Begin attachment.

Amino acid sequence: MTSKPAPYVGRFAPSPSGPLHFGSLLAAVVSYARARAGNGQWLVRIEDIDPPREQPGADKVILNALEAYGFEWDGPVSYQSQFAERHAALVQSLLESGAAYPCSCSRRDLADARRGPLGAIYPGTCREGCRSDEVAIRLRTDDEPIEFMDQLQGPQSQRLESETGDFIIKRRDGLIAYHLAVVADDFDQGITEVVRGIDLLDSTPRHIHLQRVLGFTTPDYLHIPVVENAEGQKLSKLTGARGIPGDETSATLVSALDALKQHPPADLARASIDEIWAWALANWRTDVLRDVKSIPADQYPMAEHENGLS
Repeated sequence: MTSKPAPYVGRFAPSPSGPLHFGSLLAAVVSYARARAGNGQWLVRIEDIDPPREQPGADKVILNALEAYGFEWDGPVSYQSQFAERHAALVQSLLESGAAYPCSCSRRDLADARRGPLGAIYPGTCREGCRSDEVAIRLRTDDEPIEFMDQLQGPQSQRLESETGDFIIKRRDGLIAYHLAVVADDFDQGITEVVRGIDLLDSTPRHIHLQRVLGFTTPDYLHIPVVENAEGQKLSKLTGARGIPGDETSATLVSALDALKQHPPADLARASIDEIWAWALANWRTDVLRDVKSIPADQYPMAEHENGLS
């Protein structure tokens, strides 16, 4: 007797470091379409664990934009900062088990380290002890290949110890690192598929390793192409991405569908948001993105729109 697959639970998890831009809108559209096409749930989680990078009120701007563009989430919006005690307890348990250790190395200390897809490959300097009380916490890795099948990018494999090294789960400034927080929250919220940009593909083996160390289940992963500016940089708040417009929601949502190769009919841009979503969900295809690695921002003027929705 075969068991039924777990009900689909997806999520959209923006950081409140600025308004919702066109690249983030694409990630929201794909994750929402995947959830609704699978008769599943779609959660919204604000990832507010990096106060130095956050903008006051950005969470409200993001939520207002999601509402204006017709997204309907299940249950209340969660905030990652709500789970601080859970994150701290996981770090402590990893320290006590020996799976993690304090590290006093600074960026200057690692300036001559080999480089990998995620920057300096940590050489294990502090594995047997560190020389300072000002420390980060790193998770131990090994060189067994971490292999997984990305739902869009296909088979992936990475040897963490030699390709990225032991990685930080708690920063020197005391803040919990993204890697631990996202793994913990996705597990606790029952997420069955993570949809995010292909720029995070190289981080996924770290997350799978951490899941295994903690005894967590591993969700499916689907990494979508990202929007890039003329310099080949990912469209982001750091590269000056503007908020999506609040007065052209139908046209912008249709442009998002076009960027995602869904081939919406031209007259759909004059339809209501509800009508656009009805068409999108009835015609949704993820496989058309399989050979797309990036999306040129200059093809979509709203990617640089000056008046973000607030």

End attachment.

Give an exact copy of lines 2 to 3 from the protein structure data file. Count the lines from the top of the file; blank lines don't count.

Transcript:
Repeated sequence: MTSKPAPYVGRFAPSPSGPLHFGSLLAAVVSYARARAGNGQWLVRIEDIDPPREQPGADKVILNALEAYGFEWDGPVSYQSQFAERHAALVQSLLESGAAYPCSCSRRDLADARRGPLGAIYPGTCREGCRSDEVAIRLRTDDEPIEFMDQLQGPQSQRLESETGDFIIKRRDGLIAYHLAVVADDFDQGITEVVRGIDLLDSTPRHIHLQRVLGFTTPDYLHIPVVENAEGQKLSKLTGARGIPGDETSATLVSALDALKQHPPADLARASIDEIWAWALANWRTDVLRDVKSIPADQYPMAEHENGLS
């Protein structure tokens, strides 16, 4: 007797470091379409664990934009900062088990380290002890290949110890690192598929390793192409991405569908948001993105729109 697959639970998890831009809108559209096409749930989680990078009120701007563009989430919006005690307890348990250790190395200390897809490959300097009380916490890795099948990018494999090294789960400034927080929250919220940009593909083996160390289940992963500016940089708040417009929601949502190769009919841009979503969900295809690695921002003027929705 075969068991039924777990009900689909997806999520959209923006950081409140600025308004919702066109690249983030694409990630929201794909994750929402995947959830609704699978008769599943779609959660919204604000990832507010990096106060130095956050903008006051950005969470409200993001939520207002999601509402204006017709997204309907299940249950209340969660905030990652709500789970601080859970994150701290996981770090402590990893320290006590020996799976993690304090590290006093600074960026200057690692300036001559080999480089990998995620920057300096940590050489294990502090594995047997560190020389300072000002420390980060790193998770131990090994060189067994971490292999997984990305739902869009296909088979992936990475040897963490030699390709990225032991990685930080708690920063020197005391803040919990993204890697631990996202793994913990996705597990606790029952997420069955993570949809995010292909720029995070190289981080996924770290997350799978951490899941295994903690005894967590591993969700499916689907990494979508990202929007890039003329310099080949990912469209982001750091590269000056503007908020999506609040007065052209139908046209912008249709442009998002076009960027995602869904081939919406031209007259759909004059339809209501509800009508656009009805068409999108009835015609949704993820496989058309399989050979797309990036999306040129200059093809979509709203990617640089000056008046973000607030």